It is often assumed that frog tongues are sticky, but not much research had gone into the actual science of the mechanics of the frog tongue. Alexis C. Noel, inspired by a YouTube video of a frog playing “Ant Smasher” on an iPad, decided to look into how exactly a frog’s tongue worked.
Cooperating with the Amphibian Foundation in Atlanta, Noel collected samples from 18 frogs and filmed high speed footage, which can be found in her new study “Frogs Use a Viscoelastic Tongue and Non-Newtonian Salvia to Catch Prey,” published recently in the Journal of the Royal
Noel is a fourth-year Ph.D. student at Tech. She got her undergraduate degree at Tech in mechanical engineering. Her proficiency with frog tongues is seemingly random, but frog tongues are not the first run-in she has had with investigations into
Noel’s earlier research included studying cat tongues to see “how animals grab with soft, malleable surfaces.” Inspired by seeing her cat lick a microfiber blanket, Noel investigated the structure of the its tongue. She has even 3D-printed a model cat tongue and has applied for a patent on the design.
“I didn’t know engineers could work with animals,” Noel said. “Cats and frogs are my two favorite animals, so this is a childhood dream come true.”
Noel’s research explains why a frog’s tongue is able to pull 1.4 times its body weight.
“We weren’t the first people to talk about sticky tongues, but we
definitely went the most in-depth, like us Georgia Tech people do,” Noel said.
The strength comes from the frog’s tongue and the frog’s saliva working together. Noel learned that frog saliva is a non-Newtonian fluid, which means that it exhibits different properties when it is travelling at different speeds; for example, an upside-down ketchup bottle will result in a trickle out of the bottle, but if one squeezes it, the ketchup flows
Frog saliva exhibits the same properties. When the tongue accelerates out of the mouth, the saliva is a watery fluid. This fluid property is advantageous because it allows the saliva to fill the crevices of the insect. When the tongue makes contact with the insect, it begins to slow down, and the saliva changes properties.
When travelling slowly, frog saliva is 50,000 times more viscous than human saliva. The insect sticks to the tongue as the tongue retracts into the mouth, and the saliva regains its fluid properties as the frog swallows the insect.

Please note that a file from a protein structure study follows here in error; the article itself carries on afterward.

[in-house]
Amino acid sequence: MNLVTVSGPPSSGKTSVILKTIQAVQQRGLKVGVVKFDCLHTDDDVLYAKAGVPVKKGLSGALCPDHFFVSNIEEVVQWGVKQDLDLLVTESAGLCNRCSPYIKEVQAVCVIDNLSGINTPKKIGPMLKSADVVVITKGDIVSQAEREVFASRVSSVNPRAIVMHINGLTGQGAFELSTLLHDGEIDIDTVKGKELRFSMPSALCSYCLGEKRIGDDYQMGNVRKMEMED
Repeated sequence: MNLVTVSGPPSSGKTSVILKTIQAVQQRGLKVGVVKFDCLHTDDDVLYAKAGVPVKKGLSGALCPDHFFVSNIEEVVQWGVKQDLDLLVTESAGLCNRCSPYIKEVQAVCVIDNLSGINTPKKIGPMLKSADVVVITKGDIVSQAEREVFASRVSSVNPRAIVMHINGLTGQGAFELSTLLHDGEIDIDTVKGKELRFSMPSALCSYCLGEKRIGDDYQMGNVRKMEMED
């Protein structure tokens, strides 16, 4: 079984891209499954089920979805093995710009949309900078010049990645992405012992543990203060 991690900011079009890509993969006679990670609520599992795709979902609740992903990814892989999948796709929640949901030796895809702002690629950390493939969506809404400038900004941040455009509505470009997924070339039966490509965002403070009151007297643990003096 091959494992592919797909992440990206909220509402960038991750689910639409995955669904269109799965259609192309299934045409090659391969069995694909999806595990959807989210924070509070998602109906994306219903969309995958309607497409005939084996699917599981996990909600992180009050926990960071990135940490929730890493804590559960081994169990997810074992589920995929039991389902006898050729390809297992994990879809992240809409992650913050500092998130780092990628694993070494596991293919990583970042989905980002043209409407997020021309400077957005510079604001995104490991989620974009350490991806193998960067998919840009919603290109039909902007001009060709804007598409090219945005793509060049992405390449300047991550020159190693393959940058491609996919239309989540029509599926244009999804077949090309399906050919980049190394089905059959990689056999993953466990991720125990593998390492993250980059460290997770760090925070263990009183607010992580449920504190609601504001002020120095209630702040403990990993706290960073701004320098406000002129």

According to Noel, the mechanics of the frog’s tongue structure is critical to this process, since the saliva’s properties are dependent upon the speed at which it is moving.
When going bridge jumping, for example, a bungee cord stores energy as one approaches the ground so the jumper can slow down as they approach the ground before speeding back up in their re-ascent. The frog’s tongue acts as similarly to a bungee cord by slowing down as it reaches the prey. This allows the saliva to become more viscous, and within the blink of an eye, the frog catches its next meal.
Noel thinks her new research can be useful for commercial adhesives and space travel. She imagines a world in which frog tongues are attached to Amazon drones, so they can pick up packages and accomplish adhesion at high acceleration.
Furthermore, grabbing things in the vacuum of space is a difficult task, so it may be advantageous to grab things with just a layer of fluid. Although Noel’s lab is still full of tongues, she says she hopes to get her Ph.D. and move into a somewhat different sphere.
“I hope to take my passion of 3D printing and combine it with my knowledge of materials and biology … [and] go into the world of soft robotics, primarily with manufacturing processes,”
She admits that the tongues are gross, but she loves her research and is glad she is at a school with a culture that prides itself on understanding how something seemingly simple actually works. “That’s what our lab is famous for,” Noel said, “taking commonplace things and showing the science behind them.”
Noel’s research team worked closely with an acclaimed group in the field of frog research on this project; Mark Mandica, lead herpetologist at the Atlanta Amphibian Foundation, worked with the group during the course of the project. The Amphibian Foundation works primarily to understand the possible causes of global declines in amphibian populations, through the lenses of amphibian biology, applied sciences and conservation sciences. The foundation currently estimates that nearly 40 percent of the global amphibian population is in decline or already extinct.
“Frogs Use a Viscoelastic Tongue and Non-Newtonian Saliva to Catch Prey” was published Feb. 1 and is co-authored by Hao-Yuan Guo, Mark Mandica and David L. Hu. Hu is a faculty member at Tech, currently serving as a mechanical engineering professor and Noel’s faculty advisor.